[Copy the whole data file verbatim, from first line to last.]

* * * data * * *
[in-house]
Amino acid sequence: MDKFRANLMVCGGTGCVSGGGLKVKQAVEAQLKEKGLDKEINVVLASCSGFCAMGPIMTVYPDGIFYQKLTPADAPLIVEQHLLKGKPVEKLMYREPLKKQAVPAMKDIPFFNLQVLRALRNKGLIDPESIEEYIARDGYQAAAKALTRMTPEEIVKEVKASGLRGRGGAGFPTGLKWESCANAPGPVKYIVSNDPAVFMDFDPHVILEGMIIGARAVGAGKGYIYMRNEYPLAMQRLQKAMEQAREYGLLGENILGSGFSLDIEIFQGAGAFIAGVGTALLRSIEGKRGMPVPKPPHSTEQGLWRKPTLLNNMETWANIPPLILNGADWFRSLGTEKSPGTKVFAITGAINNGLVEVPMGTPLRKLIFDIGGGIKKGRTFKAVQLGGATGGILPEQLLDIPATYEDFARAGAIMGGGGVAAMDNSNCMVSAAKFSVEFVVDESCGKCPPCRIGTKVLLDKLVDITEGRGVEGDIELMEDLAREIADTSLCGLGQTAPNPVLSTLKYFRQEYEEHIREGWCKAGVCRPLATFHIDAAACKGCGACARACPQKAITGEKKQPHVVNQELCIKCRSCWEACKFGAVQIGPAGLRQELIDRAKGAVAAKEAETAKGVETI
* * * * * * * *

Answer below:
[in-house]
Amino acid sequence: MDKFRANLMVCGGTGCVSGGGLKVKQAVEAQLKEKGLDKEINVVLASCSGFCAMGPIMTVYPDGIFYQKLTPADAPLIVEQHLLKGKPVEKLMYREPLKKQAVPAMKDIPFFNLQVLRALRNKGLIDPESIEEYIARDGYQAAAKALTRMTPEEIVKEVKASGLRGRGGAGFPTGLKWESCANAPGPVKYIVSNDPAVFMDFDPHVILEGMIIGARAVGAGKGYIYMRNEYPLAMQRLQKAMEQAREYGLLGENILGSGFSLDIEIFQGAGAFIAGVGTALLRSIEGKRGMPVPKPPHSTEQGLWRKPTLLNNMETWANIPPLILNGADWFRSLGTEKSPGTKVFAITGAINNGLVEVPMGTPLRKLIFDIGGGIKKGRTFKAVQLGGATGGILPEQLLDIPATYEDFARAGAIMGGGGVAAMDNSNCMVSAAKFSVEFVVDESCGKCPPCRIGTKVLLDKLVDITEGRGVEGDIELMEDLAREIADTSLCGLGQTAPNPVLSTLKYFRQEYEEHIREGWCKAGVCRPLATFHIDAAACKGCGACARACPQKAITGEKKQPHVVNQELCIKCRSCWEACKFGAVQIGPAGLRQELIDRAKGAVAAKEAETAKGVETI